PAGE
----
City marijuana ordinance courted
Group seeking municipal, not state, prosecution of offenses
If a newly formed group gets its way, marijuana will become a low priority for Lawrence police.
Getting busted for pot would be similar to getting a speeding ticket. And, marijuana-possession cases would be resolved in a streamlined fashion in city court.
The changes, which are supported by the city’s mayor, have been proposed by a group called the Drug Policy Forum of Kansas, which formed in May and has an office at 941 Ky.
Last week, the group’s executive director, Laura Green, wrote a letter to city commissioners asking them to consider writing a marijuana and drug paraphernalia ordinance into the city code. The commission is expected to discuss the issue at its Sept. 6 meeting.
“We’re not proposing legalization,” the 44-year-old Green said Tuesday. “I’m just asking them to consider making it part of the city code. … Part of what I’m asking them to do is to make possession of marijuana a low priority. Don’t seek it out. Don’t go looking for it as if it’s the Holy Grail.”
Fewer pot arrests?
Unlike other Kansas cities – including Wichita, Topeka and Olathe – Lawrence has no city ordinances covering marijuana. That means the cases must be handled in District Court instead of the more informal, streamlined city court.
In Green’s view, cases involving small amounts of marijuana and drug paraphernalia should be handled with a citation and notice to appear in city court, not an arrest. Penalties in city court would be similar to those already being handed down in District Court, she said: a combination of diversion, treatment, probation and a maximum fine of $2,500 or a year in jail.
Cases involving second-time possession – a felony under Kansas law – would still be handled in District Court.
Green argues the change would save state tax dollars required to investigate and prosecute marijuana cases in District Court.
“We have so many hands out at the state budget level that we have to be very careful about where we put those resources,” she said.
And, Green said, shifting the prosecutions to city court would keep students from being disqualified for federal financial aid under the terms of a 1998 federal law.
“I don’t want to see a young person denied the opportunity to go to college because they made a mistake,” she said.
D.A., mayor supportive
Dist. Atty. Charles Branson, whose office now handles all marijuana cases in Douglas County, said he’s not in a position to tell police what their priorities should be. But he likes the idea of sending marijuana-possession cases to city court.
“The District Court system is here, in my opinion, for more serious cases,” he said. “There’s a lot of savings, I think, in being able to have a city court be able to do these things.”
No detailed figures were available Tuesday, but Branson estimated the move would reduce his caseload by two or three cases per week.
Mayor Boog Highberger said he was generally supportive of Green’s ideas, in large part because of the issues involving student financial aid.
Under the 1998 Higher Education Act, Green said, students are disqualified for financial aid if they have a drug conviction in state or federal court. According to Green’s figures, more than 160,500 students nationwide have been found ineligible for financial aid because of the law.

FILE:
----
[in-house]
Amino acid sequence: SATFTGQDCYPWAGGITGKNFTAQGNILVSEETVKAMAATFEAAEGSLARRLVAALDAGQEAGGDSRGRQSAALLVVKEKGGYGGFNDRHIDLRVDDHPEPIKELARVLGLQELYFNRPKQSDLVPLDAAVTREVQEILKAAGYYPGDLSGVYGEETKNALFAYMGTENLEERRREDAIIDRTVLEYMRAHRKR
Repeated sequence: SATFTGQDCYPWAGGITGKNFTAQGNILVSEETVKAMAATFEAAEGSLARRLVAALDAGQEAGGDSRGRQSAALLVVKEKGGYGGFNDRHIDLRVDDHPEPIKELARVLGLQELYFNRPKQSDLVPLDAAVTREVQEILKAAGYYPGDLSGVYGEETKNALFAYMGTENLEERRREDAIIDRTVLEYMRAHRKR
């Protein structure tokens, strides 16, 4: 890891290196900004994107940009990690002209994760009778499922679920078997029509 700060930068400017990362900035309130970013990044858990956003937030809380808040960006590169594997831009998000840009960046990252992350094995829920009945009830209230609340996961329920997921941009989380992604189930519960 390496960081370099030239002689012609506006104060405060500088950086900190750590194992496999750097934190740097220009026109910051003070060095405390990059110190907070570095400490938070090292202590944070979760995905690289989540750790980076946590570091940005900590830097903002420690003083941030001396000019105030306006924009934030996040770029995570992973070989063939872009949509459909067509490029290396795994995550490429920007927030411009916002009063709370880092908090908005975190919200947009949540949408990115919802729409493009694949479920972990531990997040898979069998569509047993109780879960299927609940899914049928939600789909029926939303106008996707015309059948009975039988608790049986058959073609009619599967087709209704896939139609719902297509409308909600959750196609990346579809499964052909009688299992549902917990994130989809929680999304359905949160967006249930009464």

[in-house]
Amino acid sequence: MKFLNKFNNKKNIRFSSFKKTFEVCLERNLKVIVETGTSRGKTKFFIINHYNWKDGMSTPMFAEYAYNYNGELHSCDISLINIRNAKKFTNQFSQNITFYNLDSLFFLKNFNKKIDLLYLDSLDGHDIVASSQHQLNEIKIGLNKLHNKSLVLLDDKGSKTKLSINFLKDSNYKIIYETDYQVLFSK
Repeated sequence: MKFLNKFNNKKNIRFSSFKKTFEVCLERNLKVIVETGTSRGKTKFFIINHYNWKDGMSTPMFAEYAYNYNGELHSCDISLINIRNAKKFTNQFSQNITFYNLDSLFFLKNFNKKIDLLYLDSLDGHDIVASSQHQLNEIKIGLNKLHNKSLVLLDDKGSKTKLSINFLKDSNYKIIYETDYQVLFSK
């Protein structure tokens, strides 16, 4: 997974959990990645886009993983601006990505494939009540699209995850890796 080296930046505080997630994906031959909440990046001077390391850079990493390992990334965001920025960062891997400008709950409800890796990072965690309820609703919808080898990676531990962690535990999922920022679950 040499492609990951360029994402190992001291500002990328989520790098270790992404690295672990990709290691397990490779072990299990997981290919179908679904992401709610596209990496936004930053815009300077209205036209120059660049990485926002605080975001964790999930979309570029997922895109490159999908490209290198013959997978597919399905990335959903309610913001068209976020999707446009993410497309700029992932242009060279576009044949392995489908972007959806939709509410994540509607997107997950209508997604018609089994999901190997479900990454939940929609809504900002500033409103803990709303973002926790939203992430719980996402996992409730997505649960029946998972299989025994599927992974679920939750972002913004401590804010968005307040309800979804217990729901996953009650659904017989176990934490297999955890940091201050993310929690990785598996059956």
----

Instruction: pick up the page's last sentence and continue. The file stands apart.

But Green and others said the law doesn’t apply to convictions in municipal court
“It wouldn’t bar a student from getting financial aid,” Highberger said. “That’s appropriate because I think that would be a pretty harsh penalty for getting caught with a little pot.”
When told that KU officials had previously said that it seemed very few of their students were affected by the law, Highberger said: “How do they really know? How many students aren’t applying at all because they know they won’t get anything?”
‘It is a crime’
Highberger also said he supports the idea of making it a lower enforcement priority for police.
“I don’t think vigorously prosecuting people for small amounts of marijuana is a very good use of our limited resources,” he said.
Highberger stressed that he only was talking about cases involving small amounts of marijuana for personal use, not cases involving drug dealers.
Commissioner Mike Amyx said he wasn’t sure whether he supported the changes and was awaiting more information and input from other leaders. Amyx said he wouldn’t consider anything that would lessen penalties for marijuana use.
“I would never think of doing that,” he said.
Amyx also said he didn’t support making marijuana less of an enforcement priority.
“I don’t think those are my feelings at all. It is a crime, and that is what we do. We carry out laws. … It is not something where you pass a law and then just wink at it,” he said.
Green said the Drug Policy Forum of Kansas was filing its official papers to become a nonprofit corporation. Green and attorney Bob Eye are co-founders of the group.
The effort to draft a city law comes on the heels of a similar, successful ballot initiative in Columbia, Mo. The city prosecutor in Columbia began a practice of deferring prosecution on first-time marijuana offenses. If the person stays out of trouble for a year, the case never is filed.
Lawrence City Prosecutor Jerry Little said handling the cases in city court would simplify things. For example, in District Court, prosecutors routinely request $400 lab tests from the state to verify a suspect substance is marijuana. In city court, Little said, prosecutors likely would skip that step unless there’s a dispute about what the substance is.
But Little said there are still unresolved questions about how a marijuana ordinance would work, such as what amounts of the drug would be considered for “personal use” instead of for sale.